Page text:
Levels: descriptive, explanatory, and ontological


Scientists and philosophers frequently speak about levels of description, levels of explanation, and ontological levels. This paper presents a framework for studying levels. I give a general definition of a system of levels and discuss several applications, some of which refer to descriptive or explanatory levels while others refer to ontological levels. I illustrate the usefulness of this framework by bringing it to bear on some familiar philosophical questions. Is there a hierarchy of levels, with a fundamental level at the bottom? And what does the answer to this question imply for physicalism, the thesis that everything supervenes on the physical? Are there emergent higher-level properties? Are higher-level descriptions reducible to lower-level ones? Can the relationship between normative and non-normative domains be viewed as one involving levels? And might a levelled framework shed light on the relationship between third-personal and first-personal phenomena?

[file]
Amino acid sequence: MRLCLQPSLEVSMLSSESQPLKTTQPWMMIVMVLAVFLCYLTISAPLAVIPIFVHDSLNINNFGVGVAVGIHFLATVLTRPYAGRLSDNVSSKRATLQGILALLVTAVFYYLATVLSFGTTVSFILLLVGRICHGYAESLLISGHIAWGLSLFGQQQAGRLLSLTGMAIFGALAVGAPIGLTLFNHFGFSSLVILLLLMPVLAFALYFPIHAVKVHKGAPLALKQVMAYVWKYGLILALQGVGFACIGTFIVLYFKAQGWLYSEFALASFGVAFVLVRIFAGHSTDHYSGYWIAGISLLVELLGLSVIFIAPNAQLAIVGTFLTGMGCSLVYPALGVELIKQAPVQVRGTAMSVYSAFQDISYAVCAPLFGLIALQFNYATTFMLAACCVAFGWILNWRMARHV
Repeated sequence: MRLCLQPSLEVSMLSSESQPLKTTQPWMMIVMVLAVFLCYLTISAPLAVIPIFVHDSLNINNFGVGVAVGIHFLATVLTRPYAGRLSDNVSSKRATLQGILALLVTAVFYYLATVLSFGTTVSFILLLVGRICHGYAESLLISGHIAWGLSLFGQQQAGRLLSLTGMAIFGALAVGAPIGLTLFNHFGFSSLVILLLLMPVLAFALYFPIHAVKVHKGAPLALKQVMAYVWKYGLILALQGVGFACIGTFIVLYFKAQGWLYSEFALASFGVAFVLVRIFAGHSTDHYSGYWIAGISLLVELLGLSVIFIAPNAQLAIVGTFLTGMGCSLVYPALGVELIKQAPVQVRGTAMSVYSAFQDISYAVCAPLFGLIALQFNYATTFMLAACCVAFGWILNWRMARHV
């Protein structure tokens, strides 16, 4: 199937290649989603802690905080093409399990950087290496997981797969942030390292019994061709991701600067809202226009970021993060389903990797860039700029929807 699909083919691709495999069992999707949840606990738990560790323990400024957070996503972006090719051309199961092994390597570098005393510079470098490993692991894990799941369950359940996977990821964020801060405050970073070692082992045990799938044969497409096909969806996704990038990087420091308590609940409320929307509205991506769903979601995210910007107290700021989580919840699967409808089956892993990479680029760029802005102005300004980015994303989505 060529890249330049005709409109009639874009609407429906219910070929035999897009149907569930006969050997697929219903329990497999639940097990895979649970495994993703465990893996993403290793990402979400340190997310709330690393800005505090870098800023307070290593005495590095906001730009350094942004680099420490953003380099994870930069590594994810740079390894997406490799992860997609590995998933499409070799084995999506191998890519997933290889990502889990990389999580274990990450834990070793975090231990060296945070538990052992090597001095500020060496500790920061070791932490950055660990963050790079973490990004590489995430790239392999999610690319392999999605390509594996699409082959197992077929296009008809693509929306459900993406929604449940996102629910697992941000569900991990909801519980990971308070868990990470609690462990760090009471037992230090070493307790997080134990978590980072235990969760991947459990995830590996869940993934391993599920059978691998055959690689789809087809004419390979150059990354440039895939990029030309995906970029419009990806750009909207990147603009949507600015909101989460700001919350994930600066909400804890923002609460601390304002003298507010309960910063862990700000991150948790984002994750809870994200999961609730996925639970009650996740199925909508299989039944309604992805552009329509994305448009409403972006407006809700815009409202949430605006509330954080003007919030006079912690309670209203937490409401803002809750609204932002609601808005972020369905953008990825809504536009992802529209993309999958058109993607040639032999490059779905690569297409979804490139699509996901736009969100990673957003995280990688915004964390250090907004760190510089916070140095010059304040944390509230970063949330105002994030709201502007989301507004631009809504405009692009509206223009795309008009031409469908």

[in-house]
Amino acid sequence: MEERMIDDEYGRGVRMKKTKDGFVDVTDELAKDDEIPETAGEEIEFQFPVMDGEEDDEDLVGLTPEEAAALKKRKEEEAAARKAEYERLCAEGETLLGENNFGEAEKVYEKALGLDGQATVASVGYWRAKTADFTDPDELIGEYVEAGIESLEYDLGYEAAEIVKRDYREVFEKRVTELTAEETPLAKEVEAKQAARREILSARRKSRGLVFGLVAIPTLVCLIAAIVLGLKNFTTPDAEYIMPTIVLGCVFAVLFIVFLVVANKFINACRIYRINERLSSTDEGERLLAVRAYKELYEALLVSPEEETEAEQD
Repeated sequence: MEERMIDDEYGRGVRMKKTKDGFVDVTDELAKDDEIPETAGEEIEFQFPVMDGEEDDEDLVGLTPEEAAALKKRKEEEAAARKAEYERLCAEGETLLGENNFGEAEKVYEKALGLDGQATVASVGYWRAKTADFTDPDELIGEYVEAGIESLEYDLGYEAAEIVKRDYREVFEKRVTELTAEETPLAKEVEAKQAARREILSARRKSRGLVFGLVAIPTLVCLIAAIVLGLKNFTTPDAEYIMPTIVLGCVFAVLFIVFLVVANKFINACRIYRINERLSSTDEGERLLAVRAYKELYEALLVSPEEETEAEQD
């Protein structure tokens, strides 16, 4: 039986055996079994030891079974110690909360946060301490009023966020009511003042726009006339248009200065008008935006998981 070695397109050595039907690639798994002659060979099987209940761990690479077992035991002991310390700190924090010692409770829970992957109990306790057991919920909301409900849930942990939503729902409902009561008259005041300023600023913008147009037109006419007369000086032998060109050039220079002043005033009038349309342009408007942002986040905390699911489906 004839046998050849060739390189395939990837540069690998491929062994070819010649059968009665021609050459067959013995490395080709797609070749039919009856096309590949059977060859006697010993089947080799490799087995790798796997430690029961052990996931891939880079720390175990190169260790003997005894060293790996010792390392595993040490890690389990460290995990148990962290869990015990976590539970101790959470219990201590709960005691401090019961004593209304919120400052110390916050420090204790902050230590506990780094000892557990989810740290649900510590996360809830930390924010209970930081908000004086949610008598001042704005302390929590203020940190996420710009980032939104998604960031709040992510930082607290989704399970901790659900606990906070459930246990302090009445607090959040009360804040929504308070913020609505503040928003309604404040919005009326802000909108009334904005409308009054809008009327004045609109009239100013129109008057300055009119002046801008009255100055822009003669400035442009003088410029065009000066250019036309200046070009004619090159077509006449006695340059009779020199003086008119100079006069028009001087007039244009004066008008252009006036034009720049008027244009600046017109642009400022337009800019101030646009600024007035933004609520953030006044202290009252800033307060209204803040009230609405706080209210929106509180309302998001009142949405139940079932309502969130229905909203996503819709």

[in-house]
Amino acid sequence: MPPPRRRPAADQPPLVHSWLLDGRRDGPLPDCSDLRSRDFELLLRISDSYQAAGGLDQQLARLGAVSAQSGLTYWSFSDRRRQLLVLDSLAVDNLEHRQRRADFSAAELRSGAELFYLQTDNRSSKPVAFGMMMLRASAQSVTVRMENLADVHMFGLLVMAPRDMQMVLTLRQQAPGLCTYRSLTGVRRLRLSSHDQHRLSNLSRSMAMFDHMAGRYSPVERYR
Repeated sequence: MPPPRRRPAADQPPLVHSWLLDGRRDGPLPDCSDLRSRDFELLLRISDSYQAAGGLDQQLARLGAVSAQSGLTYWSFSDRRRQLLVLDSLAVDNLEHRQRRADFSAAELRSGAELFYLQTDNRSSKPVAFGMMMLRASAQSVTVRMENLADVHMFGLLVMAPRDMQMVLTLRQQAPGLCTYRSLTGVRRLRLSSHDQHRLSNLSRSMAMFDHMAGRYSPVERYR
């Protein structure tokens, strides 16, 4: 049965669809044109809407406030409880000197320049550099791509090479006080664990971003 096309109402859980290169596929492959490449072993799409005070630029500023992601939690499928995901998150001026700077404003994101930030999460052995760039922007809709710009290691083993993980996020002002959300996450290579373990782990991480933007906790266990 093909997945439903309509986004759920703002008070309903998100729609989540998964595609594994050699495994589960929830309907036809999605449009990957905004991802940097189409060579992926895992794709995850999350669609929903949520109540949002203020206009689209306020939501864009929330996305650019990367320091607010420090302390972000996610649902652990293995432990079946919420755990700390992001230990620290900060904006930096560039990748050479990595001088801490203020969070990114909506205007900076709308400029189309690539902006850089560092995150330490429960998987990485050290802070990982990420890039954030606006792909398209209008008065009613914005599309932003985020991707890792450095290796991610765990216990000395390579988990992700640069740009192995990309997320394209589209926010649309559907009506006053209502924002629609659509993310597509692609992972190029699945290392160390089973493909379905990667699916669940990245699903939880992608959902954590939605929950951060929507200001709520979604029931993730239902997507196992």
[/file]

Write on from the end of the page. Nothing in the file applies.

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Christian List
Ludwig Maximilians Universität, München

References found in this work

What is it like to be a bat?Thomas Nagel - 1974 - Philosophical Review 83 (October):435-50.
Group agency: the possibility, design, and status of corporate agents.Christian List & Philip Pettit - 2011 - New York: Oxford University Press. Edited by Philip Pettit.
Attitudes de dicto and de se.David Lewis - 1979 - Philosophical Review 88 (4):513-543.
Real patterns.Daniel C. Dennett - 1991 - Journal of Philosophy 88 (1):27-51.

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